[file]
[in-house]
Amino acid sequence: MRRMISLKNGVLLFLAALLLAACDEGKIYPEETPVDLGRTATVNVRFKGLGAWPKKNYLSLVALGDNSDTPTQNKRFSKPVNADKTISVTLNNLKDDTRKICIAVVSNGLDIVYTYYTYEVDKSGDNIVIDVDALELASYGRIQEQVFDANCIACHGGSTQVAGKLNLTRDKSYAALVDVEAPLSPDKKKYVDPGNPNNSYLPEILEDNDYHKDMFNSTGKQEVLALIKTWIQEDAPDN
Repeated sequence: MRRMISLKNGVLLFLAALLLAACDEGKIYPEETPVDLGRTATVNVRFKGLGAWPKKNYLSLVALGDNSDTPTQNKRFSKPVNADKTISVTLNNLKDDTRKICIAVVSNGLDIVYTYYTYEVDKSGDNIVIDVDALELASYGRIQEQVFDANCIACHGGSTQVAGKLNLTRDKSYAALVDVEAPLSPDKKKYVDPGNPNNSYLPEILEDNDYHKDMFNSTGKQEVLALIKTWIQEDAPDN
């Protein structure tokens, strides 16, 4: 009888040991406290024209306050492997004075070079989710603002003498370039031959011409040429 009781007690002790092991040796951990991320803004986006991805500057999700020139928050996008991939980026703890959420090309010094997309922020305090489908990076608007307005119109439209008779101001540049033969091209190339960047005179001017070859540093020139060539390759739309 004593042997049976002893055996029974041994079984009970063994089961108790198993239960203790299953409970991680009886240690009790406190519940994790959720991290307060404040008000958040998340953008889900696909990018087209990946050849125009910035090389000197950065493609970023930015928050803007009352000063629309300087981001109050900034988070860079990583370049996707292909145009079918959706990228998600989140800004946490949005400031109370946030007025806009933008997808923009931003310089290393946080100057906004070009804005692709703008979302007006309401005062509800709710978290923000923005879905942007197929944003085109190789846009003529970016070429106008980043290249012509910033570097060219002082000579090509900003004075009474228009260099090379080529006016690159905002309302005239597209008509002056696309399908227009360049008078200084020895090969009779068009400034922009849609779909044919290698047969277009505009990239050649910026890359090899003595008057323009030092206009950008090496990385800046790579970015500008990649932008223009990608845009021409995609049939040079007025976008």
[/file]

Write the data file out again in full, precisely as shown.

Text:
[in-house]
Amino acid sequence: MRRMISLKNGVLLFLAALLLAACDEGKIYPEETPVDLGRTATVNVRFKGLGAWPKKNYLSLVALGDNSDTPTQNKRFSKPVNADKTISVTLNNLKDDTRKICIAVVSNGLDIVYTYYTYEVDKSGDNIVIDVDALELASYGRIQEQVFDANCIACHGGSTQVAGKLNLTRDKSYAALVDVEAPLSPDKKKYVDPGNPNNSYLPEILEDNDYHKDMFNSTGKQEVLALIKTWIQEDAPDN
Repeated sequence: MRRMISLKNGVLLFLAALLLAACDEGKIYPEETPVDLGRTATVNVRFKGLGAWPKKNYLSLVALGDNSDTPTQNKRFSKPVNADKTISVTLNNLKDDTRKICIAVVSNGLDIVYTYYTYEVDKSGDNIVIDVDALELASYGRIQEQVFDANCIACHGGSTQVAGKLNLTRDKSYAALVDVEAPLSPDKKKYVDPGNPNNSYLPEILEDNDYHKDMFNSTGKQEVLALIKTWIQEDAPDN
């Protein structure tokens, strides 16, 4: 009888040991406290024209306050492997004075070079989710603002003498370039031959011409040429 009781007690002790092991040796951990991320803004986006991805500057999700020139928050996008991939980026703890959420090309010094997309922020305090489908990076608007307005119109439209008779101001540049033969091209190339960047005179001017070859540093020139060539390759739309 004593042997049976002893055996029974041994079984009970063994089961108790198993239960203790299953409970991680009886240690009790406190519940994790959720991290307060404040008000958040998340953008889900696909990018087209990946050849125009910035090389000197950065493609970023930015928050803007009352000063629309300087981001109050900034988070860079990583370049996707292909145009079918959706990228998600989140800004946490949005400031109370946030007025806009933008997808923009931003310089290393946080100057906004070009804005692709703008979302007006309401005062509800709710978290923000923005879905942007197929944003085109190789846009003529970016070429106008980043290249012509910033570097060219002082000579090509900003004075009474228009260099090379080529006016690159905002309302005239597209008509002056696309399908227009360049008078200084020895090969009779068009400034922009849609779909044919290698047969277009505009990239050649910026890359090899003595008057323009030092206009950008090496990385800046790579970015500008990649932008223009990608845009021409995609049939040079007025976008």